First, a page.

-- Kiersten, Los Angeles, http://www.modmomfurniture.com


26 replies so far

View chewbuddy13's profile

chewbuddy13

150 posts in 2038 days


#1 posted 11-24-2010 07:55 PM

You could make templates of the branch profile using plywood. Then use a flush trim router bit to copy the profile onto the veneers. Using just regular veneer you could stack 20 or 30 pieces at a time and rout them all at once. I’m not sure how many you could do at a time with a die cutter.Just and idea off the top of my head.

View Gene Howe's profile

Gene Howe

6058 posts in 2181 days


#2 posted 11-24-2010 08:01 PM

Alternatives to die cutting may include laser cut or CNC. Have no idea of relative costs however, but two more avenues to explore.

-- Gene 'The true soldier fights not because he hates what is in front of him, but because he loves what is behind him.' G. K. Chesterton

View BreakingBoardom's profile

BreakingBoardom

615 posts in 1834 days


#3 posted 11-24-2010 08:05 PM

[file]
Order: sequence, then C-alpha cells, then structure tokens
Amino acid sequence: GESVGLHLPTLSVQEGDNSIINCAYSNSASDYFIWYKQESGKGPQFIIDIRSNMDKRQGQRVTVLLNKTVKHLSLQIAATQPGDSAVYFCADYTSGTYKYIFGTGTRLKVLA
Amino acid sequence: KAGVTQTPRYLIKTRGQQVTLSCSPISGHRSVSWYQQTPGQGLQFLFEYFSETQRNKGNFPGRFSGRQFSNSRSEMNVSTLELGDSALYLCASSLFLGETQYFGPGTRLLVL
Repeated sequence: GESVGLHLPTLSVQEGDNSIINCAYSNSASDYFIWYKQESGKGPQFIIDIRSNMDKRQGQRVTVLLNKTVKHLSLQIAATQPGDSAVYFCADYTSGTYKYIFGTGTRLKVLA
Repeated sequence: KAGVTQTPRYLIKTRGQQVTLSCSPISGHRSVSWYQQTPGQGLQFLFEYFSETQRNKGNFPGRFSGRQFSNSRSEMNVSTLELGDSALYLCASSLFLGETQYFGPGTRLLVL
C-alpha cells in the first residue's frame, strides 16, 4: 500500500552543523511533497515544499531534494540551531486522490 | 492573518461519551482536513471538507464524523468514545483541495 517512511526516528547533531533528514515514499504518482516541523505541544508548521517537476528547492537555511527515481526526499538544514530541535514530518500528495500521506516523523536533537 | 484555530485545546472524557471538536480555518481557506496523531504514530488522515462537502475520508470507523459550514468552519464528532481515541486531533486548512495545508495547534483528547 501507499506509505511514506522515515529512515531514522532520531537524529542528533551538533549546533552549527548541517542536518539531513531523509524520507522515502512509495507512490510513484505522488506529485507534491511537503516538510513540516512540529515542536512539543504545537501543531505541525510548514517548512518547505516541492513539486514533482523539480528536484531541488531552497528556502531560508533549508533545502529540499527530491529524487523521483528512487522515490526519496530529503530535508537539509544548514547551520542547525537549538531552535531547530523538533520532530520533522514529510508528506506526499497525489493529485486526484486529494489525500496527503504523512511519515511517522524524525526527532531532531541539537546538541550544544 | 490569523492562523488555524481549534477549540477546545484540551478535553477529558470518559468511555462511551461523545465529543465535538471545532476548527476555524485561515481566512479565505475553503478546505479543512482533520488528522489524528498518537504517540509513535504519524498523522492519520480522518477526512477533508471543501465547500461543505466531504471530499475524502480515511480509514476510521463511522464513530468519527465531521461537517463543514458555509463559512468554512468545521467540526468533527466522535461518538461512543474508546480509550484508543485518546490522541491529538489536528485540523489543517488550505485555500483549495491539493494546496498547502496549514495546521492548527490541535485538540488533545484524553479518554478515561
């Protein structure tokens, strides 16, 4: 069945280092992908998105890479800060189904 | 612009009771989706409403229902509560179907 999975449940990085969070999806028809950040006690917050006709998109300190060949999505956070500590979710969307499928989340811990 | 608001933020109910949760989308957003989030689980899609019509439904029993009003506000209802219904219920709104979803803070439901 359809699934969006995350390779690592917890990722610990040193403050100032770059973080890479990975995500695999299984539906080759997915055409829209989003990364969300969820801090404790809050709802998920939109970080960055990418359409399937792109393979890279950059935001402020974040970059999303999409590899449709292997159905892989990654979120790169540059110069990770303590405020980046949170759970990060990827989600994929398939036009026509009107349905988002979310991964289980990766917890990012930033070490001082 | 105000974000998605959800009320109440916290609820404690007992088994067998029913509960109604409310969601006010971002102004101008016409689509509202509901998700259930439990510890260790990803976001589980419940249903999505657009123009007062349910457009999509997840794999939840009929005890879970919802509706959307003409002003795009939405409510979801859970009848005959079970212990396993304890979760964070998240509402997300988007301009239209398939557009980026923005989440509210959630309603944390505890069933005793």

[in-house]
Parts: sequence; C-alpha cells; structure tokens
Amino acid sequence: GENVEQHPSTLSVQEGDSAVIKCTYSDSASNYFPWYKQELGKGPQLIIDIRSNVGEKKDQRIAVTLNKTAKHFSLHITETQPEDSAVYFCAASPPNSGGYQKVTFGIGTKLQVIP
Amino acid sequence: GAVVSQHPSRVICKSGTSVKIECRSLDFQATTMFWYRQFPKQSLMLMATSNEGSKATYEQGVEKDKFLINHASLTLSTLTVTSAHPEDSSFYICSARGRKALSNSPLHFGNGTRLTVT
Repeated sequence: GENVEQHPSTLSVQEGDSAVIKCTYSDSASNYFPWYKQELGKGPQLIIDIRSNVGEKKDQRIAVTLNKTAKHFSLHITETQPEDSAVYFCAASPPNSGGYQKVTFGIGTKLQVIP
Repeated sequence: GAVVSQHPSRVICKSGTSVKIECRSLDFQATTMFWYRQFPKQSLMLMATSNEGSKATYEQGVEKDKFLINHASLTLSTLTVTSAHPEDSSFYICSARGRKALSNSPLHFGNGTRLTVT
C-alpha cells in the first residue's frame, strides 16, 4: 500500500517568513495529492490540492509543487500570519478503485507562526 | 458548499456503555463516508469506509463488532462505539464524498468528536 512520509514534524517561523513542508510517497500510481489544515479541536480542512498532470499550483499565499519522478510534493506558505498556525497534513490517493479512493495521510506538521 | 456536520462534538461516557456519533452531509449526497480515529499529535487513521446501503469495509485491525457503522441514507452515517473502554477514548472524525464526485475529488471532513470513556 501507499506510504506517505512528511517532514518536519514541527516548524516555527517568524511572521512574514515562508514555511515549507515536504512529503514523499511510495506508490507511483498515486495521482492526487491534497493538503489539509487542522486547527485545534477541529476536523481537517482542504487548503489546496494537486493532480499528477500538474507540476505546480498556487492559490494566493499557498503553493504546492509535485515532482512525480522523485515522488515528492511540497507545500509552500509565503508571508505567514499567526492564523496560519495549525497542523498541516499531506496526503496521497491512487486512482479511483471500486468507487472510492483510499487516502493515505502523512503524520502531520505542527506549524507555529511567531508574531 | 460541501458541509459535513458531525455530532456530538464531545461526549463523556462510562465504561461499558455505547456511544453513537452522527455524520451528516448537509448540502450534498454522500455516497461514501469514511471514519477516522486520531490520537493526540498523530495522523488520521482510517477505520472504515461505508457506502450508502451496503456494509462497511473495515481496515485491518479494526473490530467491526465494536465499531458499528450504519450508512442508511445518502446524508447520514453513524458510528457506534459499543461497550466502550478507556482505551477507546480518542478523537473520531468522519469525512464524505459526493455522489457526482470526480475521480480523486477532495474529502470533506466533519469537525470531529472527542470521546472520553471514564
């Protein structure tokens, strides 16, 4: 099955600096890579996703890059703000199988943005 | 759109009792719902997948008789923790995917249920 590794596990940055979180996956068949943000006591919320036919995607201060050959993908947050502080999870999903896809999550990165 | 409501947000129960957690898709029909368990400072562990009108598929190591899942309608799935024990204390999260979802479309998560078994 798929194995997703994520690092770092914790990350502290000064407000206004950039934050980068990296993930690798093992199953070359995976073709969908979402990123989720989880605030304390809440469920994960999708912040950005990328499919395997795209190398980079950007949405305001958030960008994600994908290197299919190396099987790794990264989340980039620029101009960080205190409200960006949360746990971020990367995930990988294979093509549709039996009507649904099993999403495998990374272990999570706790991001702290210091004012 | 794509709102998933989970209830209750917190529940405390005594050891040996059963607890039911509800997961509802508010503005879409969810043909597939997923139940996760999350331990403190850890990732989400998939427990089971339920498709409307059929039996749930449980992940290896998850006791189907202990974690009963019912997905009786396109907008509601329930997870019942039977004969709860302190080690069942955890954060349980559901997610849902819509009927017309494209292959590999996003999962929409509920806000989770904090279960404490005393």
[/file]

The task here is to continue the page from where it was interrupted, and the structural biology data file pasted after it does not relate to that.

I’m with Chewbuddy13. Since a router can now be part of the manufacturing process, using a template and a flush trim router bit seems the easiest and most cost effective way. As far as labor process for applying the veneer, if a vacuum press is used, it wouldn’t be too bad. Put it in the vacuum press and let it sit. It would just involve a little up front cost for the vacuum press if his shop doesn’t have one. I just did some small veneer panels and I don’t have a vacuum press so I just stacked some weights on them which may be an option too since the veneered parts aren’t large parts. If your demand is high or gets high, I would suggest looking into a vacuum press in the future. Hope that helps.

-- Matt - http://breakingboardom.wordpress.com/

View Kiersten's profile

Kiersten

69 posts in 2405 days


#4 posted 11-24-2010 08:09 PM